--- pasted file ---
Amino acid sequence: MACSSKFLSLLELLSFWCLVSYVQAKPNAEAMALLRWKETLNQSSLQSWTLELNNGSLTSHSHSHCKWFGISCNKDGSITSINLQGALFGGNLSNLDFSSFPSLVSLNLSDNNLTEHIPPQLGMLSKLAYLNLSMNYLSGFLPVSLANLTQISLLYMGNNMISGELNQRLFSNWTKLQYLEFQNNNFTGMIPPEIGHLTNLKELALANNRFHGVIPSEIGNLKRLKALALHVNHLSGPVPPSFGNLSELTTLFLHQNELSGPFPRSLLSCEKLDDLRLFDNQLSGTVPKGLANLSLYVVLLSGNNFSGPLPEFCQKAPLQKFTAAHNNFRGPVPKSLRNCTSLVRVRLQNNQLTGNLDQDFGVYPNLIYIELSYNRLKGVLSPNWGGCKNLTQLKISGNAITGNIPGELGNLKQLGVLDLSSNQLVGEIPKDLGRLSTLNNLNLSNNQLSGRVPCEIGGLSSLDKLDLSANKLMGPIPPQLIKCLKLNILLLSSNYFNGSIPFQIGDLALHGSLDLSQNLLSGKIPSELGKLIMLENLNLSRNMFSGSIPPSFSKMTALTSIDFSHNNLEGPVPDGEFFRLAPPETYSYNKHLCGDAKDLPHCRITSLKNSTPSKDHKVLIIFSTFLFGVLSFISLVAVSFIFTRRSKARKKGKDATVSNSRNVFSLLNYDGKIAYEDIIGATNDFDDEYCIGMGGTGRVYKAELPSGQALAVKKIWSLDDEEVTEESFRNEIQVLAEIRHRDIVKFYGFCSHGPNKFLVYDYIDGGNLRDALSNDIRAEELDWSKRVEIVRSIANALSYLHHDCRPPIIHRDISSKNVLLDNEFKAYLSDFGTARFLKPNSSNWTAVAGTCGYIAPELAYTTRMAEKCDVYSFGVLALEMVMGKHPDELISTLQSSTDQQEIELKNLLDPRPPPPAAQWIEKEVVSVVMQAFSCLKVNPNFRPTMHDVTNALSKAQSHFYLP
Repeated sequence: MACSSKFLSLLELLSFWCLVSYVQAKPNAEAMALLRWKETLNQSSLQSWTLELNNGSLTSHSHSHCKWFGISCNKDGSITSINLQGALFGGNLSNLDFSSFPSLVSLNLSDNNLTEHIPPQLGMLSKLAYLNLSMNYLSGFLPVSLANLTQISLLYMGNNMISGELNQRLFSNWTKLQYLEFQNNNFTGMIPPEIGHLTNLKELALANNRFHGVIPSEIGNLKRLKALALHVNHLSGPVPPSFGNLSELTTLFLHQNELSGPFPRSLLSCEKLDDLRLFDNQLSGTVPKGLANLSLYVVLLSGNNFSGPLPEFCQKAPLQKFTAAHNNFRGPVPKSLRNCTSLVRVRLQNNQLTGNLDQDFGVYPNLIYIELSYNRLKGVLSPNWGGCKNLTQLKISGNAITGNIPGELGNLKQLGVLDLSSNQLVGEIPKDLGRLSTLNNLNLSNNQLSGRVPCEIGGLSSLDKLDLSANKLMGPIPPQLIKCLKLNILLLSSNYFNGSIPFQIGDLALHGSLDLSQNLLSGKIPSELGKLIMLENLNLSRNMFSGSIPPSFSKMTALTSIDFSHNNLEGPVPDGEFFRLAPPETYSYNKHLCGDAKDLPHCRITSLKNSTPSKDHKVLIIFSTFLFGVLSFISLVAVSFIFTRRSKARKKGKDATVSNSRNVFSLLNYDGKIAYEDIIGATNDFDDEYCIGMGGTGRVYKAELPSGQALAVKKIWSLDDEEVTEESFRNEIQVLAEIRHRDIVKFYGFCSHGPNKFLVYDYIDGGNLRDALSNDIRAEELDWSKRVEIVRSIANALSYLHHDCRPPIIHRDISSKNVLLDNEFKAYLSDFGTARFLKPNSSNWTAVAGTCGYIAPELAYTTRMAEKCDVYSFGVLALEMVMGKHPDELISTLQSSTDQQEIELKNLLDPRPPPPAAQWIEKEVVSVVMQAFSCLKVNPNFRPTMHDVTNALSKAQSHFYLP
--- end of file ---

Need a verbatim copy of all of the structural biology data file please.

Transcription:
Amino acid sequence: MACSSKFLSLLELLSFWCLVSYVQAKPNAEAMALLRWKETLNQSSLQSWTLELNNGSLTSHSHSHCKWFGISCNKDGSITSINLQGALFGGNLSNLDFSSFPSLVSLNLSDNNLTEHIPPQLGMLSKLAYLNLSMNYLSGFLPVSLANLTQISLLYMGNNMISGELNQRLFSNWTKLQYLEFQNNNFTGMIPPEIGHLTNLKELALANNRFHGVIPSEIGNLKRLKALALHVNHLSGPVPPSFGNLSELTTLFLHQNELSGPFPRSLLSCEKLDDLRLFDNQLSGTVPKGLANLSLYVVLLSGNNFSGPLPEFCQKAPLQKFTAAHNNFRGPVPKSLRNCTSLVRVRLQNNQLTGNLDQDFGVYPNLIYIELSYNRLKGVLSPNWGGCKNLTQLKISGNAITGNIPGELGNLKQLGVLDLSSNQLVGEIPKDLGRLSTLNNLNLSNNQLSGRVPCEIGGLSSLDKLDLSANKLMGPIPPQLIKCLKLNILLLSSNYFNGSIPFQIGDLALHGSLDLSQNLLSGKIPSELGKLIMLENLNLSRNMFSGSIPPSFSKMTALTSIDFSHNNLEGPVPDGEFFRLAPPETYSYNKHLCGDAKDLPHCRITSLKNSTPSKDHKVLIIFSTFLFGVLSFISLVAVSFIFTRRSKARKKGKDATVSNSRNVFSLLNYDGKIAYEDIIGATNDFDDEYCIGMGGTGRVYKAELPSGQALAVKKIWSLDDEEVTEESFRNEIQVLAEIRHRDIVKFYGFCSHGPNKFLVYDYIDGGNLRDALSNDIRAEELDWSKRVEIVRSIANALSYLHHDCRPPIIHRDISSKNVLLDNEFKAYLSDFGTARFLKPNSSNWTAVAGTCGYIAPELAYTTRMAEKCDVYSFGVLALEMVMGKHPDELISTLQSSTDQQEIELKNLLDPRPPPPAAQWIEKEVVSVVMQAFSCLKVNPNFRPTMHDVTNALSKAQSHFYLP
Repeated sequence: MACSSKFLSLLELLSFWCLVSYVQAKPNAEAMALLRWKETLNQSSLQSWTLELNNGSLTSHSHSHCKWFGISCNKDGSITSINLQGALFGGNLSNLDFSSFPSLVSLNLSDNNLTEHIPPQLGMLSKLAYLNLSMNYLSGFLPVSLANLTQISLLYMGNNMISGELNQRLFSNWTKLQYLEFQNNNFTGMIPPEIGHLTNLKELALANNRFHGVIPSEIGNLKRLKALALHVNHLSGPVPPSFGNLSELTTLFLHQNELSGPFPRSLLSCEKLDDLRLFDNQLSGTVPKGLANLSLYVVLLSGNNFSGPLPEFCQKAPLQKFTAAHNNFRGPVPKSLRNCTSLVRVRLQNNQLTGNLDQDFGVYPNLIYIELSYNRLKGVLSPNWGGCKNLTQLKISGNAITGNIPGELGNLKQLGVLDLSSNQLVGEIPKDLGRLSTLNNLNLSNNQLSGRVPCEIGGLSSLDKLDLSANKLMGPIPPQLIKCLKLNILLLSSNYFNGSIPFQIGDLALHGSLDLSQNLLSGKIPSELGKLIMLENLNLSRNMFSGSIPPSFSKMTALTSIDFSHNNLEGPVPDGEFFRLAPPETYSYNKHLCGDAKDLPHCRITSLKNSTPSKDHKVLIIFSTFLFGVLSFISLVAVSFIFTRRSKARKKGKDATVSNSRNVFSLLNYDGKIAYEDIIGATNDFDDEYCIGMGGTGRVYKAELPSGQALAVKKIWSLDDEEVTEESFRNEIQVLAEIRHRDIVKFYGFCSHGPNKFLVYDYIDGGNLRDALSNDIRAEELDWSKRVEIVRSIANALSYLHHDCRPPIIHRDISSKNVLLDNEFKAYLSDFGTARFLKPNSSNWTAVAGTCGYIAPELAYTTRMAEKCDVYSFGVLALEMVMGKHPDELISTLQSSTDQQEIELKNLLDPRPPPPAAQWIEKEVVSVVMQAFSCLKVNPNFRPTMHDVTNALSKAQSHFYLP